|Smith, Timothy||Government Relations & Communications||Canadian Association of Chiefs of Police|
|Sornberger, William||Chief||Owen Sound Police, ON|
|Southern, Evan||Minister Bond's Assistant||BC|
|Stamatakis, Tom||President, CPA||Vancouver Police Union, BC|
|Stephens, Bill||Acting Director||Ontario Police College|
|Steppan, Mat||Chief of Staff||Department of Justice, AB|
|Stewart, Josh||Press Secretary to Minister Denis||Department of Justice, AB|
|St-Onge, Alain||Director General||Association des directeurs de police du Québec|
|Sullivan, Warren||Vice President|| Royal Newfoundland Constabulary
|Sullivan Curley, Shauna||DM, Department of Environment, Labour & Justice & Deputy Attorney General||Government of Prince Edward Island|
|Sutherland, Mike||Director||Winnipeg Police Association, MB|
|Swamp, Jerry||Chief||Akwasasne Mohawk Police, ON|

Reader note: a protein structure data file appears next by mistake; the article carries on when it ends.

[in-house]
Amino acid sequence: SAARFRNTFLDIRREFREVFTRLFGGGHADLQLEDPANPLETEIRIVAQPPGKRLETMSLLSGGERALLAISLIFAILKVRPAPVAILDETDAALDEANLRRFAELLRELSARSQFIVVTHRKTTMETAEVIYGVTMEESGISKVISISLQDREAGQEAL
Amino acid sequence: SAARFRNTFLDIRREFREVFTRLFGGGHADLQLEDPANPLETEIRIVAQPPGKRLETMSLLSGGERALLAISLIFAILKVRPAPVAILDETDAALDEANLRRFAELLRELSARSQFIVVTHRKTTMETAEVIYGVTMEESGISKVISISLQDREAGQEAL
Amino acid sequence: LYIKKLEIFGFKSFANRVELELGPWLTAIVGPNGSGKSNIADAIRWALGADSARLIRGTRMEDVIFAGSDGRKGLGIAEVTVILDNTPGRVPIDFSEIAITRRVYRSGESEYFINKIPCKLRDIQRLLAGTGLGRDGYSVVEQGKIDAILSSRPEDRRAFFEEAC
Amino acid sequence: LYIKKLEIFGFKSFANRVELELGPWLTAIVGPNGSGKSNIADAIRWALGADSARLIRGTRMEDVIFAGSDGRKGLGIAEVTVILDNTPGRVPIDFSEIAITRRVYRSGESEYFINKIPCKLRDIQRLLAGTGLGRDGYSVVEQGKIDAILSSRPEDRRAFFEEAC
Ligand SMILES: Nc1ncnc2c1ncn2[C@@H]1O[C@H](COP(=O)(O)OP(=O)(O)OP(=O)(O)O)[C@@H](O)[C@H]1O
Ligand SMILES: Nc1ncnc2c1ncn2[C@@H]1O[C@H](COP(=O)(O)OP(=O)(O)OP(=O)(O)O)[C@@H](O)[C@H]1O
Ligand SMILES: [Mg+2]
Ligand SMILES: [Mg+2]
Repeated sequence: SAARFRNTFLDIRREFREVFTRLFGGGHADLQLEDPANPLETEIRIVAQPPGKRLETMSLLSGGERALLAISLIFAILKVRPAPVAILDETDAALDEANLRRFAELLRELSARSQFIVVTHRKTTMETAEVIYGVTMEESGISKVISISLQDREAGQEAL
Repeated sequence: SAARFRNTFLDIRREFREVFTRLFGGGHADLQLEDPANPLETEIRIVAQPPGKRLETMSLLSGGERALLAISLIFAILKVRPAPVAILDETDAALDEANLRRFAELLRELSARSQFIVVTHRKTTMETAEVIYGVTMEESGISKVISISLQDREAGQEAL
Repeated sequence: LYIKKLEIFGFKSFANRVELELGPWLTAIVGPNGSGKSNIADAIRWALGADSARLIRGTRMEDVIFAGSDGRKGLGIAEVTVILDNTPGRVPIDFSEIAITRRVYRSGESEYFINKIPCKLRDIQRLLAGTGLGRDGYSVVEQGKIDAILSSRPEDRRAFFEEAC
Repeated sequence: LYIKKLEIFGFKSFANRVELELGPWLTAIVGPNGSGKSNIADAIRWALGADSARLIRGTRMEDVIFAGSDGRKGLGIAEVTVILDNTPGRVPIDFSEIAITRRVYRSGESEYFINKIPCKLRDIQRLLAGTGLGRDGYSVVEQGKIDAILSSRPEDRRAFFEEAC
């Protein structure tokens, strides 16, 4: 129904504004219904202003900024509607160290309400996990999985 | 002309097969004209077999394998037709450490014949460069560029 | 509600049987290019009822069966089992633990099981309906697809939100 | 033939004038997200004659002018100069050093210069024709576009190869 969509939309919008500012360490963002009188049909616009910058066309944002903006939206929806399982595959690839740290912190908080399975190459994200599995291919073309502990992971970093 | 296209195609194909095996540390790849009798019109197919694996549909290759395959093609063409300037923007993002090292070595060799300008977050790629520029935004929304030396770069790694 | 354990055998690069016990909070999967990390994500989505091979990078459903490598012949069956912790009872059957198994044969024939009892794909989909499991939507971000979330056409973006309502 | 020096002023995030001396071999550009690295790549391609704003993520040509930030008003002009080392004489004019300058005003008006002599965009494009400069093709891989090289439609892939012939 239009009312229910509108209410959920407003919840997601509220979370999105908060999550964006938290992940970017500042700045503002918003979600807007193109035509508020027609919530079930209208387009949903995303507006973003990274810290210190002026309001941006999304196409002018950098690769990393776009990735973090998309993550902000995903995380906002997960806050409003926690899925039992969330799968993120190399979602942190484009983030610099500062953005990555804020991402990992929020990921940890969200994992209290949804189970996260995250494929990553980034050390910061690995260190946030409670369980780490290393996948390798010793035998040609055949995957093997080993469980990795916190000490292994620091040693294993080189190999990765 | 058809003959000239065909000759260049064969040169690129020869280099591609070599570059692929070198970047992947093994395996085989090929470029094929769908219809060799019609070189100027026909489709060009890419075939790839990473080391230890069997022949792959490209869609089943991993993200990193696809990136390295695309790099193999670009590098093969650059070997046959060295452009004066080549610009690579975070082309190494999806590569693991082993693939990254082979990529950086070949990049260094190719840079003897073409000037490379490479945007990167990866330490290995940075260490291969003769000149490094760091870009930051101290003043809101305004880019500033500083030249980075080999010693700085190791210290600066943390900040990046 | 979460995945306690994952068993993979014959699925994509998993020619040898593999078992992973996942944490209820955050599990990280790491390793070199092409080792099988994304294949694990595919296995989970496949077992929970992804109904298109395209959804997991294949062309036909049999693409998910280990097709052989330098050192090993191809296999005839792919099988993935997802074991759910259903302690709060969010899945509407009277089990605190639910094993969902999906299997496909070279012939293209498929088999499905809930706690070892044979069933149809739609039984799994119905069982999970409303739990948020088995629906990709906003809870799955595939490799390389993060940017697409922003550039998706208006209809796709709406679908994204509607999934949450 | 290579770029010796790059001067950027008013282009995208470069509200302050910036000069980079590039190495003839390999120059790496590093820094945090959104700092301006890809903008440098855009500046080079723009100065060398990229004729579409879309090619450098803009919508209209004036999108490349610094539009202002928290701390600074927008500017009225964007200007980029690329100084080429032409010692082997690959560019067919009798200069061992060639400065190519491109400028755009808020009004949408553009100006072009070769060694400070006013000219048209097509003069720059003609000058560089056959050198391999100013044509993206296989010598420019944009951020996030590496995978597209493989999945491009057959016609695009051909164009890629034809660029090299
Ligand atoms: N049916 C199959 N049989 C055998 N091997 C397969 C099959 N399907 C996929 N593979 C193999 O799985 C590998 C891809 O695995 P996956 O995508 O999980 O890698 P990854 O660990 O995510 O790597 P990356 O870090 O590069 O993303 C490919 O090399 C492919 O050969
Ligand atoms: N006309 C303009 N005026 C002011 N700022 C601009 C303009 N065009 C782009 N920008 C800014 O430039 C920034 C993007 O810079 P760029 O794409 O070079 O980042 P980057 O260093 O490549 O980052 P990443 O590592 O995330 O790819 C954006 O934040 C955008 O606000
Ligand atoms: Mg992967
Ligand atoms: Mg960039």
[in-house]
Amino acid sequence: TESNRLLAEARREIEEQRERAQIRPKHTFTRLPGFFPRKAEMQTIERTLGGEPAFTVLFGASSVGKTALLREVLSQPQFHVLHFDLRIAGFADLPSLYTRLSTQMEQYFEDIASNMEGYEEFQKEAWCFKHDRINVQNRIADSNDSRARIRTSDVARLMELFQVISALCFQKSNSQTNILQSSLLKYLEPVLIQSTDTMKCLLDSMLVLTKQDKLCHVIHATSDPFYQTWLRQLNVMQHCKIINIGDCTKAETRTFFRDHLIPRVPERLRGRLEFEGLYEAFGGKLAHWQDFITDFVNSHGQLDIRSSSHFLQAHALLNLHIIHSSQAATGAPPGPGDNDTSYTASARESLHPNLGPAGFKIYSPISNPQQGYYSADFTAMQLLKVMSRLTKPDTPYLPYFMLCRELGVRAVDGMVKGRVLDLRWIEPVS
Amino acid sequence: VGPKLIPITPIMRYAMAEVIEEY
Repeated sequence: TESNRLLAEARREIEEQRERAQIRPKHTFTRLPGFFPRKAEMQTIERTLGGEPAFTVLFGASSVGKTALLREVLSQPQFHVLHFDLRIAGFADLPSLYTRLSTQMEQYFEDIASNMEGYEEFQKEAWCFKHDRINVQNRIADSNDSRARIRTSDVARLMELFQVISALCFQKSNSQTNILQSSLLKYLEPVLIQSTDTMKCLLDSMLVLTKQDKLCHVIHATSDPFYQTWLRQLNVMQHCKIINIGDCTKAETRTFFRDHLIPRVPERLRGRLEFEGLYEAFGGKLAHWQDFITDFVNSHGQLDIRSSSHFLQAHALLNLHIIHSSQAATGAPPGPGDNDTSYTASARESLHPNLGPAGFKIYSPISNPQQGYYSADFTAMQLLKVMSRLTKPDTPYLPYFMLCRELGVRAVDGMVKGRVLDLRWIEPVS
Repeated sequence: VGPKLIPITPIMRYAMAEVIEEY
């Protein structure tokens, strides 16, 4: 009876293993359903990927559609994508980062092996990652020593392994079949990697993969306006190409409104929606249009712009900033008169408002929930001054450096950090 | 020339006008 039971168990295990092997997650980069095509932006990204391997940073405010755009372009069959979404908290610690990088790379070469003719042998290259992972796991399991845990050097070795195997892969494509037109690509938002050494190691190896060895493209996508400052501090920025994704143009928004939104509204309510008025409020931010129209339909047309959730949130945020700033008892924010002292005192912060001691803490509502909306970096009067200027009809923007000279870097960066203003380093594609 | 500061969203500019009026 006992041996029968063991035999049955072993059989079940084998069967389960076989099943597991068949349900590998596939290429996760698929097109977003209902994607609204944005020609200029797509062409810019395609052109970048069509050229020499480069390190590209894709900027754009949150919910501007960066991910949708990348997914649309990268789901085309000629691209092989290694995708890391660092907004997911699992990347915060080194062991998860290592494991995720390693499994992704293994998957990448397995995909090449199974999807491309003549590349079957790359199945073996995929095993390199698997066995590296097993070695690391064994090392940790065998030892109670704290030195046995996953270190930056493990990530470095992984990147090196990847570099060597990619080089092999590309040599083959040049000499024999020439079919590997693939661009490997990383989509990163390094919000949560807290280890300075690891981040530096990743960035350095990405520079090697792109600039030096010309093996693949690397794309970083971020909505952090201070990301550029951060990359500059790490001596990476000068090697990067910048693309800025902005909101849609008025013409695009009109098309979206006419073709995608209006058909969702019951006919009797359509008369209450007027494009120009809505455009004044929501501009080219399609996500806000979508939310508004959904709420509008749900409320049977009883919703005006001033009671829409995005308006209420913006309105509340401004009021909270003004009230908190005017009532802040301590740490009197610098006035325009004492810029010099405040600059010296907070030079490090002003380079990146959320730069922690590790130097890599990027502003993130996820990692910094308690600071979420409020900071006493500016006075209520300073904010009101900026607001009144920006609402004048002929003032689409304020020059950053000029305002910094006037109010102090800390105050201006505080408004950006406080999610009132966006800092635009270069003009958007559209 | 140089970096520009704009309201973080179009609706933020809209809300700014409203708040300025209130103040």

|Sweet, Sandy||President||Canadian Police Knowledge Network, PEI|
|Tanner, Stephen||Chief||Halton Regional Police, ON|
|Taylor, Norm||Program Director||Institute for Strategic International Studies|
|Taylor, William||Chair||Dakota Ojibway Police Commission, MB|
|Thomas, Mike||President||Hamilton Police Association Ontario|
|Thompson, Rebecca||Research Manager, Policy and Coordination||Public Safety Canada|
|Thompson, Trevor||Financial Analyst, Department of Justice||Government of Nunavut|
|Thorne, Dave||Superintendent||Winnipeg Police, MB|
|Thornton, Sara||Chief Constable, Thames Valley Police||London, U.K.|
|Tierney, Tim||Councillor||City of Ottawa, ON|
|Tomei, Joe||Chief||Orangeville Police, ON|
|Torigian, Matt||Chief||Waterloo Regional Police, ON|
|Townsend, Abe||Member, National Executive Staff Relations Representative Program||RCMP, HQ|